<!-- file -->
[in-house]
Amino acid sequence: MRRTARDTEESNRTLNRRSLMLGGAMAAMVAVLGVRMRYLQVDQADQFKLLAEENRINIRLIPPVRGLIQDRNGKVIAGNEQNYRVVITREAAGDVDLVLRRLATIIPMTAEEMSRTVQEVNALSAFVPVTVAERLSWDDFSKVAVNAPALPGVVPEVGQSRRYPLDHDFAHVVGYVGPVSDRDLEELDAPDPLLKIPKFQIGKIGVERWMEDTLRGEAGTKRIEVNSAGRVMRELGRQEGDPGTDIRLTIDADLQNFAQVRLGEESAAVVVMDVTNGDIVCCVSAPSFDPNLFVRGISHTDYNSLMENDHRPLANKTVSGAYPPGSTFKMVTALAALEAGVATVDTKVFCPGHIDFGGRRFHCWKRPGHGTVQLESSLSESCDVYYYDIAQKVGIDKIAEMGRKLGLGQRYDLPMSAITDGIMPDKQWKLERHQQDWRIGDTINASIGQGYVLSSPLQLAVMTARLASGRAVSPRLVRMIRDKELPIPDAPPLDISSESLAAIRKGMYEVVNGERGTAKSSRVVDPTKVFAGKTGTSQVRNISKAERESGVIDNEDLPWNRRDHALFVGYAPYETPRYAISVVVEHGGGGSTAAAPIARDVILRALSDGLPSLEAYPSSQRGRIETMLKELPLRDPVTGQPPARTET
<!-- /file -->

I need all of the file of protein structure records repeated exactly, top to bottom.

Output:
[in-house]
Amino acid sequence: MRRTARDTEESNRTLNRRSLMLGGAMAAMVAVLGVRMRYLQVDQADQFKLLAEENRINIRLIPPVRGLIQDRNGKVIAGNEQNYRVVITREAAGDVDLVLRRLATIIPMTAEEMSRTVQEVNALSAFVPVTVAERLSWDDFSKVAVNAPALPGVVPEVGQSRRYPLDHDFAHVVGYVGPVSDRDLEELDAPDPLLKIPKFQIGKIGVERWMEDTLRGEAGTKRIEVNSAGRVMRELGRQEGDPGTDIRLTIDADLQNFAQVRLGEESAAVVVMDVTNGDIVCCVSAPSFDPNLFVRGISHTDYNSLMENDHRPLANKTVSGAYPPGSTFKMVTALAALEAGVATVDTKVFCPGHIDFGGRRFHCWKRPGHGTVQLESSLSESCDVYYYDIAQKVGIDKIAEMGRKLGLGQRYDLPMSAITDGIMPDKQWKLERHQQDWRIGDTINASIGQGYVLSSPLQLAVMTARLASGRAVSPRLVRMIRDKELPIPDAPPLDISSESLAAIRKGMYEVVNGERGTAKSSRVVDPTKVFAGKTGTSQVRNISKAERESGVIDNEDLPWNRRDHALFVGYAPYETPRYAISVVVEHGGGGSTAAAPIARDVILRALSDGLPSLEAYPSSQRGRIETMLKELPLRDPVTGQPPARTET